Anselm Hook, used the Olson data shapes to create a projection map in which each pixel in the map uses its (9-bit) color to represent the Olson timezone. (Each each pixel apparently works out to ~12.145 square miles.)
He then converts the lat and long into an (x,y) pixel local on the map, reads the color of the pixel, and uses it as an index into an array of Olson timezone strings. This provides an extremely fast, in-memory lookup of the timezone, which can then be used to retrieve the time offset from UTC from a platform-appropriate implementation of the tz database, such as java.util.TimeZone, or the Ruby TZInfo gem.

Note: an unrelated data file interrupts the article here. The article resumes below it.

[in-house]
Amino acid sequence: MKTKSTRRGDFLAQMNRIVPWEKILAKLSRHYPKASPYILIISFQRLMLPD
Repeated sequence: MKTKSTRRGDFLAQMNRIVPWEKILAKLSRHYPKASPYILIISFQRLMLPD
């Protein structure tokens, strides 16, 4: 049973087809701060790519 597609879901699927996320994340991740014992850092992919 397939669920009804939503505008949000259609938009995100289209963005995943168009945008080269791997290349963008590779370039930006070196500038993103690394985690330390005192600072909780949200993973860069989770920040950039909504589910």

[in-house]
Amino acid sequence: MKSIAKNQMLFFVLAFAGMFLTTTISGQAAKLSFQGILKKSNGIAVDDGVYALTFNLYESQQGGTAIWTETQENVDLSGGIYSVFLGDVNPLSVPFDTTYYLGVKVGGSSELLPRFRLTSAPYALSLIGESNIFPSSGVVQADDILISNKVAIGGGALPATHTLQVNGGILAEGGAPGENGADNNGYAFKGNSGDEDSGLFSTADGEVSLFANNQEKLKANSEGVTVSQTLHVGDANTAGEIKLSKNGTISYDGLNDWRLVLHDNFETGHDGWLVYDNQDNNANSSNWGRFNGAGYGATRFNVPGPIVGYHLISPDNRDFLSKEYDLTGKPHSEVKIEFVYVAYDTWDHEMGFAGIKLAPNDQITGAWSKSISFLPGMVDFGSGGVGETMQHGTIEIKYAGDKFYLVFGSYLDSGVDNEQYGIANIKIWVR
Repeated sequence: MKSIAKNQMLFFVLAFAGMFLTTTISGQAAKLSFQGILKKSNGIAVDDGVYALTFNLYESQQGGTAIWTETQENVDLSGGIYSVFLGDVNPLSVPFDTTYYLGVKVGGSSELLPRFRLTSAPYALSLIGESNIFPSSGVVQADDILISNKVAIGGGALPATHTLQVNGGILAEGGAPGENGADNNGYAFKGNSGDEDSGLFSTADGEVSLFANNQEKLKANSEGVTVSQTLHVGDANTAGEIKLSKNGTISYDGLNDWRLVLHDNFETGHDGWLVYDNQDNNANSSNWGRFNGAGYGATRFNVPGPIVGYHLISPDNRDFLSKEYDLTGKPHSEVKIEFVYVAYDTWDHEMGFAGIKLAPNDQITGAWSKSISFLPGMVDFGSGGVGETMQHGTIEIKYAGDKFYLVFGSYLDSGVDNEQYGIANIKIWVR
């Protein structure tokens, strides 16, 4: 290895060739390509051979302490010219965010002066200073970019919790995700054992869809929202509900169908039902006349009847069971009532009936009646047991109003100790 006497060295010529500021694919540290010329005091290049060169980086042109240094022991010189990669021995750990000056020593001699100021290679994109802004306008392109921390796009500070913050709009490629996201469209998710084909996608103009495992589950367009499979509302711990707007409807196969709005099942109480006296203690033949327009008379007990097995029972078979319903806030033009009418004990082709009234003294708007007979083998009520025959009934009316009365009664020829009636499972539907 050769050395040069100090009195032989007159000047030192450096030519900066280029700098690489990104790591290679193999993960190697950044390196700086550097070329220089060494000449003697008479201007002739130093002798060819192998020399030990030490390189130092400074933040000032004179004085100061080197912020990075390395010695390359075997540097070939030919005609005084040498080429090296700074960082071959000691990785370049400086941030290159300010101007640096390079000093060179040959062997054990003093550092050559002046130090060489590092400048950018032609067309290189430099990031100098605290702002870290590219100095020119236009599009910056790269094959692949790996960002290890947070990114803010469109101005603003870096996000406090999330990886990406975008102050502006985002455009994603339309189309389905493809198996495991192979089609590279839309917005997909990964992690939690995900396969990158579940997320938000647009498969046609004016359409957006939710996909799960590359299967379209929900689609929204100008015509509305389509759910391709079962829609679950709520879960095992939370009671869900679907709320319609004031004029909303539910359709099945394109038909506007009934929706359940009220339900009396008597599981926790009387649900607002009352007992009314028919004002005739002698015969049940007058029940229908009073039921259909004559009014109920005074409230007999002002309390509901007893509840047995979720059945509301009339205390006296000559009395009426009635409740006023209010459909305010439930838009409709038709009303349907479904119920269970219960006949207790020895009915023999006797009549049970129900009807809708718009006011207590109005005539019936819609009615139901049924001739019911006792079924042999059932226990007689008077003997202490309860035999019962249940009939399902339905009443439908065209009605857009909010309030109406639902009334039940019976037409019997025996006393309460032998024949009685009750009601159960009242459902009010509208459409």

Anselm’s approach is documented here: http://blog.makerlab.org/2009/05/olson-code-timezones-geekery/.
Any comments on the Pros / Cons of this approach vs. importing the TZ data into an Oracle Table (SDO_GEOM) and using Oracle Locator to perform an point in poly? Accuracy for example.